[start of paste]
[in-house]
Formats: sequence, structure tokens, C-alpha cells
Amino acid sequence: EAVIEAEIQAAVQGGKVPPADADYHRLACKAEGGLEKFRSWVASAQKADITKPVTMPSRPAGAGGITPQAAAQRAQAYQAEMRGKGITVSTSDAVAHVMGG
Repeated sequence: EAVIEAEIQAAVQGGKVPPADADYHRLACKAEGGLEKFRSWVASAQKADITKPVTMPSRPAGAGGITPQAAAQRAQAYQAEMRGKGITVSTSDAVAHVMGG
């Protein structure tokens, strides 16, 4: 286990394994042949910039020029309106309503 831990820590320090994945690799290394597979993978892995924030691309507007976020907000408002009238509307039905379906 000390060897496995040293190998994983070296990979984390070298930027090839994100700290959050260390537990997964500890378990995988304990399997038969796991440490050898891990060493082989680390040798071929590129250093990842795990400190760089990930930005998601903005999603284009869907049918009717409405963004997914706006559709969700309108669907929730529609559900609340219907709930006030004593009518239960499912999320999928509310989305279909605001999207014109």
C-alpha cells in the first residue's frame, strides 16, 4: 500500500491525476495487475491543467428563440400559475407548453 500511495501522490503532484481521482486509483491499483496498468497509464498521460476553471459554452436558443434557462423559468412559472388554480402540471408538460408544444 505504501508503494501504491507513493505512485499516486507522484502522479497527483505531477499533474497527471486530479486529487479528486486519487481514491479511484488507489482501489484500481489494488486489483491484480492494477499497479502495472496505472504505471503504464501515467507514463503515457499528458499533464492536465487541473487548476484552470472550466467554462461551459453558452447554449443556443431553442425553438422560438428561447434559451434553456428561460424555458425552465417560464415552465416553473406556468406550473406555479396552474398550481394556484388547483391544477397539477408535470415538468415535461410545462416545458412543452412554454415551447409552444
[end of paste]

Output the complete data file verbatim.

[in-house]
Formats: sequence, structure tokens, C-alpha cells
Amino acid sequence: EAVIEAEIQAAVQGGKVPPADADYHRLACKAEGGLEKFRSWVASAQKADITKPVTMPSRPAGAGGITPQAAAQRAQAYQAEMRGKGITVSTSDAVAHVMGG
Repeated sequence: EAVIEAEIQAAVQGGKVPPADADYHRLACKAEGGLEKFRSWVASAQKADITKPVTMPSRPAGAGGITPQAAAQRAQAYQAEMRGKGITVSTSDAVAHVMGG
């Protein structure tokens, strides 16, 4: 286990394994042949910039020029309106309503 831990820590320090994945690799290394597979993978892995924030691309507007976020907000408002009238509307039905379906 000390060897496995040293190998994983070296990979984390070298930027090839994100700290959050260390537990997964500890378990995988304990399997038969796991440490050898891990060493082989680390040798071929590129250093990842795990400190760089990930930005998601903005999603284009869907049918009717409405963004997914706006559709969700309108669907929730529609559900609340219907709930006030004593009518239960499912999320999928509310989305279909605001999207014109």
C-alpha cells in the first residue's frame, strides 16, 4: 500500500491525476495487475491543467428563440400559475407548453 500511495501522490503532484481521482486509483491499483496498468497509464498521460476553471459554452436558443434557462423559468412559472388554480402540471408538460408544444 505504501508503494501504491507513493505512485499516486507522484502522479497527483505531477499533474497527471486530479486529487479528486486519487481514491479511484488507489482501489484500481489494488486489483491484480492494477499497479502495472496505472504505471503504464501515467507514463503515457499528458499533464492536465487541473487548476484552470472550466467554462461551459453558452447554449443556443431553442425553438422560438428561447434559451434553456428561460424555458425552465417560464415552465416553473406556468406550473406555479396552474398550481394556484388547483391544477397539477408535470415538468415535461410545462416545458412543452412554454415551447409552444